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Ogden Juvenile Justice counselor gets 90 days in jail for having sex with client
Courts » Victoria Sherrow “knew better ... This isn’t rocket science,” prosecutor argues.
First Published Mar 25 2013 09:53 am • Last Updated Mar 25 2013 11:42 pm

Ogden • A state Juvenile Justice counselor who worked in Ogden was sentenced Monday to 90 days in jail for having sex with an 18-year-old client.

Victoria Sherrow, 37, was originally charged in 2nd District Court with second-degree felony count of custodial sexual relations with a youth receiving state services in September.

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Sherrow pleaded guilty last month to a lesser third-degree felony count of custodial sexual relations with a youth receiving state services.

Judge Mark DeCaria suspended a prison sentence up to five years on the condition that Sherrow serve the jail time with work release and three years probation. In lieu of a fine, she will complete 100 hours of community service, DeCaria ruled.

According to court records, Sherrow admits to having sexual relations with an 18-year-old youth who was receiving youth state services. Court documents do not elaborate about how she met the victim.

Sherrow’s attorney, Jim Retallick, asked DeCaria for a lighter sentence Monday, calling 90 days in jail "excessive." He asked for lesser jail time or day reporting for Sherrow, because the victim was a consenting adult and Sherrow has no prior criminal history.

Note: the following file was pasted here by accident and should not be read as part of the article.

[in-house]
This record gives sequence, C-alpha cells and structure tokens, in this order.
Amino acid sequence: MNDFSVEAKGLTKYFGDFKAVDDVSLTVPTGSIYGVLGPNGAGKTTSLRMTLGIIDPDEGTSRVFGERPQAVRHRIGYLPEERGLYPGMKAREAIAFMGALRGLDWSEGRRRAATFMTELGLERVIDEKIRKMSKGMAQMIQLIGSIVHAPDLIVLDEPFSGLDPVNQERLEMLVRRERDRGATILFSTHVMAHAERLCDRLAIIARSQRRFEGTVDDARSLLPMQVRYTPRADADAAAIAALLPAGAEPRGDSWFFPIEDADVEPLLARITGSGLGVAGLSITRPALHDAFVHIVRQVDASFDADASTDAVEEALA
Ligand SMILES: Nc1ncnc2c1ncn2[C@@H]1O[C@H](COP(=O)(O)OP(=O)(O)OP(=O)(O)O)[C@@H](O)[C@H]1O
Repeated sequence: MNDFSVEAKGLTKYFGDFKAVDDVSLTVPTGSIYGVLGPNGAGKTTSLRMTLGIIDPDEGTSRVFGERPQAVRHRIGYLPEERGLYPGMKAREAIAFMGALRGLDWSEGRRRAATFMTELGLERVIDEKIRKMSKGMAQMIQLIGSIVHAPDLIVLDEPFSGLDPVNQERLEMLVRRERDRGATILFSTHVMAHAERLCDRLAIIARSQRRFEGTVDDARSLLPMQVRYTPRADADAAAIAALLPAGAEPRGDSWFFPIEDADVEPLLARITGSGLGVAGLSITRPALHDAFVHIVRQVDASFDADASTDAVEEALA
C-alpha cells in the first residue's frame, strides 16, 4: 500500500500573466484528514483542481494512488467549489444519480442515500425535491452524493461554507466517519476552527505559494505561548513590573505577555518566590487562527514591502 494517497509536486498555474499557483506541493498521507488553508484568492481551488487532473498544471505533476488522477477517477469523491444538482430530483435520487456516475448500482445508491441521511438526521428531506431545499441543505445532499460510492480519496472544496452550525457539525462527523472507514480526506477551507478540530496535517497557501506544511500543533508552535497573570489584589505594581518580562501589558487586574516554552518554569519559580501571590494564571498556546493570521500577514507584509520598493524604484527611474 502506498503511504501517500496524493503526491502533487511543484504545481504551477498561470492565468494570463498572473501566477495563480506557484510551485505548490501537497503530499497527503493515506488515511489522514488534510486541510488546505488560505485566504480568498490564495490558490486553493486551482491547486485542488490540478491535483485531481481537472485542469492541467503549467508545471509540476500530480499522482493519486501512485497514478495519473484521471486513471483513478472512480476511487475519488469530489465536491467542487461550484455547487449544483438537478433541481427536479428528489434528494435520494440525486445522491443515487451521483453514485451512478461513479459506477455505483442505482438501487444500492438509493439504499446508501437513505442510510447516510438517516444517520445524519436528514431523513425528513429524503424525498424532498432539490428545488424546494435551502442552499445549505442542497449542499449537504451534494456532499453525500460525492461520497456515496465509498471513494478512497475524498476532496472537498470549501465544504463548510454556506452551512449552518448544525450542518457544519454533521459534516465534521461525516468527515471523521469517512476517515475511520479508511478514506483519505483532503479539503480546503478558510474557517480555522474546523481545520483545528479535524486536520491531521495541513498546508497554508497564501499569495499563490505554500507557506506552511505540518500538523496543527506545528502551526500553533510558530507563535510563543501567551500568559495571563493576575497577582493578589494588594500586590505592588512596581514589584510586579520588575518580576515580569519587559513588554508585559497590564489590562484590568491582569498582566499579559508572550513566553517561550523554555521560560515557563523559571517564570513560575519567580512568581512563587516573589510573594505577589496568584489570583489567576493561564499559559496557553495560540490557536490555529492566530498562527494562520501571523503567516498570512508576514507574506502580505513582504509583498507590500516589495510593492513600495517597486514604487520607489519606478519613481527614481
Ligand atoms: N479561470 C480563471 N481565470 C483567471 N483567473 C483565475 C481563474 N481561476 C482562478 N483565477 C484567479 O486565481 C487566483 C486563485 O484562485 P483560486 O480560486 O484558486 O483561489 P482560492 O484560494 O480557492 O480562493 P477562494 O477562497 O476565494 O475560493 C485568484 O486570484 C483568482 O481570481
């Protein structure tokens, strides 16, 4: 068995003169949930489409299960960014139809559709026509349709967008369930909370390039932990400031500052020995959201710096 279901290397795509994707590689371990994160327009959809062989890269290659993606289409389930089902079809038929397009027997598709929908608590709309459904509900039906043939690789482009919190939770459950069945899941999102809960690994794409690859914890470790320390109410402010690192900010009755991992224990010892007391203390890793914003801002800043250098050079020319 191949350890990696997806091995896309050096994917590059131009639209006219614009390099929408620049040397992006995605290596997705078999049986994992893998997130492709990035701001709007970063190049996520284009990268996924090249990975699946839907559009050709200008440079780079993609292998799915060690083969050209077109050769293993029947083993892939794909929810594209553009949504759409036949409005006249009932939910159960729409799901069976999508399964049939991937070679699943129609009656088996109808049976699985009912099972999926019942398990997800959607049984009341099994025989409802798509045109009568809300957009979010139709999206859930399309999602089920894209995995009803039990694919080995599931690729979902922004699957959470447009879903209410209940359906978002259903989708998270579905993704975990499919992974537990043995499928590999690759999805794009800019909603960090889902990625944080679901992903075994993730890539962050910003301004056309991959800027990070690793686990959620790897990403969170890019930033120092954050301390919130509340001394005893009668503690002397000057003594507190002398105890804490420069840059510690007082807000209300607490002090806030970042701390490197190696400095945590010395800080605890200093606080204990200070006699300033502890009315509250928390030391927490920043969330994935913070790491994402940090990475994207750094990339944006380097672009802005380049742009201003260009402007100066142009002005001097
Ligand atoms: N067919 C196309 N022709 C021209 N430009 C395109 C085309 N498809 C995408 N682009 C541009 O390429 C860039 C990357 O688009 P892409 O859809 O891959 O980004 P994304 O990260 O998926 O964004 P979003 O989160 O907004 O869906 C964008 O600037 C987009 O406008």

But Deputy Weber County Attorney Teral Tree argued that while the victim was not a minor, Sherrow was still in a position of trust and broke the law.

"She knew better than to go to [the victim’s] home," Tree said. "She knew better than to have sex with him. This isn’t rocket science."

Retallick said the 18-year-old was living at the dorms at Weber State University at the time of the sexual encounter.

Elizabeth Sollis, a spokeswoman with the Utah Department of Human Services, confirmed in September that Sherrow that worked as a Juvenile Justice counselor out of the agency’s Mill Creek Youth Center. She was hired in June 2006 and left the agency on Nov. 29, 2011.


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That departure date was the day after the alleged sexual incidents purportedly ended. Court documents said the unspecified sexual acts occurred between Aug. 19 and Nov. 28 of 2011.

jmiller@sltrib.com

Twitter: @jm_miller



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